by Nishaa Mishra
The only true wisdom is to know that you know nothing”- Socrates
Since the inception of human civilization, from the moment a child sets foot on the Earth, the light of knowledge nurtures him, just like a tender seedling is cultivated by the warmth of the Sun. A child, who is completely oblivious to the harsh realities of the world, seeks knowledge with wonder and fascination. This enriching journey of accumulating wisdom on his path to becoming an adult is deeply rooted in the Indian Philosophy of “Ashrama” or the four stages of life. When that seedling has burgeoned into a colossal tree, it is then that his knowledge becomes an asset. In this process, life itself becomes our teacher with its fair share of highs and lows; where we attain the true wisdom of knowing ourselves. The most remarkable thing that makes one admire knowledge is its ability to transcend the barriers of caste, creed, age sex, gender, faith, religion etc. In his highly esteemed play King Lear “Tis the times’ plague, when madmen lead the blind” Shakespeare used the recurring trope of the Fool to illuminate the reader’s mind. Closer home, we have myriad examples of famous people who had scaled great heights, with their asset of knowledge. APJ Abdul Kalam, a renowned scientist and statesman had developed India’s first indigenous SLV-3 vehicle, despite being from a poor background. Furthermore, Sundarlal Bahuguna, the pioneer of the Chipko Movement used his wisdom for the noble cause of protecting the environment. With the advent of digital learning during the COVID-19 pandemic, the pursuit of knowledge got a shot in the arm. However, on the flip side of this sterling coin, we also have erudite men who use their knowledge to launch wars or destroy the environment, thereby putting us in the throes of inevitable agony. In this regard, the concept of moral wisdom comes into the picture; a virtue that has got buried beneath the façade of superficiality. It is a necessary element that ensures that we can discern between right and wrong and work together, for the greater good of humanity.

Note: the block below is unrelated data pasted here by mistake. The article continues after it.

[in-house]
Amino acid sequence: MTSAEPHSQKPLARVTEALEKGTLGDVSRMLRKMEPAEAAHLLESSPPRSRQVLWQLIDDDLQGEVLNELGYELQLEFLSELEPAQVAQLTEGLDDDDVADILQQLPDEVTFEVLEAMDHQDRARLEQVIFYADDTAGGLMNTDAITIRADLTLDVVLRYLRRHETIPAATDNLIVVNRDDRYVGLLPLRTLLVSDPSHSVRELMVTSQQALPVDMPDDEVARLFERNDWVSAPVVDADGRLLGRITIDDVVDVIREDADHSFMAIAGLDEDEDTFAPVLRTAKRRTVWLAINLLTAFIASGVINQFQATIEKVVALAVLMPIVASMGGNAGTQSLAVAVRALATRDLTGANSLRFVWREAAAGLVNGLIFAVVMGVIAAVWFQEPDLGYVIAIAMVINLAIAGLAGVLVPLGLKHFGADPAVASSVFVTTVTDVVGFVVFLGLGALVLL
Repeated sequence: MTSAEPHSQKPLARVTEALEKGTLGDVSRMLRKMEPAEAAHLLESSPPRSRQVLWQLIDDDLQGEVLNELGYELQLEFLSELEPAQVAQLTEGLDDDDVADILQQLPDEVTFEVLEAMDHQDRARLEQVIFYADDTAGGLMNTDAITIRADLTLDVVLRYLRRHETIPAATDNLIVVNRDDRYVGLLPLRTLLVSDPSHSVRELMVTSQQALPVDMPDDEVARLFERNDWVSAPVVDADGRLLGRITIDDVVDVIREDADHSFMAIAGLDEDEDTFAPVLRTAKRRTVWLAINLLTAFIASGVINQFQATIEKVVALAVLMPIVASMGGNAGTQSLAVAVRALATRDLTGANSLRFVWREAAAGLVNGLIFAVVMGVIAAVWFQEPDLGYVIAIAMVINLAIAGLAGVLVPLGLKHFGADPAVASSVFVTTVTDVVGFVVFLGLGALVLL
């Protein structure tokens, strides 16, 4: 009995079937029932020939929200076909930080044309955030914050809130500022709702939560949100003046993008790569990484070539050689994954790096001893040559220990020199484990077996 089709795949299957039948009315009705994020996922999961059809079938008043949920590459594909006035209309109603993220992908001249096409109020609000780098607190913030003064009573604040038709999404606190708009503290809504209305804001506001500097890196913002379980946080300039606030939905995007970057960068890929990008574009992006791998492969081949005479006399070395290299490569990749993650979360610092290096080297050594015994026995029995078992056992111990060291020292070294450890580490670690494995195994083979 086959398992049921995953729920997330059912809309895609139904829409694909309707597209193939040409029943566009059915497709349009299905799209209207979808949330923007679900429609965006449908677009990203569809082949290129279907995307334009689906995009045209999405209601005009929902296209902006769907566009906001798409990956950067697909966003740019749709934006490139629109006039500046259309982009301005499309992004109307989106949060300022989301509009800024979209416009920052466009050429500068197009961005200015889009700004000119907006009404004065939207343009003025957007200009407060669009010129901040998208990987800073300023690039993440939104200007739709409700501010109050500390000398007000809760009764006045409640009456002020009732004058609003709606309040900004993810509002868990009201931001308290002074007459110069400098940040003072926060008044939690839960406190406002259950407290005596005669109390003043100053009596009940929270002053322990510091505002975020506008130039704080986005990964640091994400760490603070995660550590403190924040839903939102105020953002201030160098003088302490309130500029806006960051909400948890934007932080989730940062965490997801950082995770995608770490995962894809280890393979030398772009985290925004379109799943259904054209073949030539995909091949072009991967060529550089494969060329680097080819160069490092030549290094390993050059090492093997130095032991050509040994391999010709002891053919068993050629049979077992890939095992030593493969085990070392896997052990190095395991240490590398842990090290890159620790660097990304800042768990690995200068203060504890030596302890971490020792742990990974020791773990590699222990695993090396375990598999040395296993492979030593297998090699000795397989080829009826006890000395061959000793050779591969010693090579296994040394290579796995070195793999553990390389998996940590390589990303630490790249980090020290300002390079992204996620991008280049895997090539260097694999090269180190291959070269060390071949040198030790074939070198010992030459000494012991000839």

Thus, while knowledge enlightens the mind, an excess of it can put our lives in danger. Moreover, to quote a line from my own creation on the theme of “knowledge” I would like to assert that “A life without knowledge is like an unmanned ship,
Left to wander in the turbulent sea of life”
About the Author:
Nishaa Mishra is a writer based in India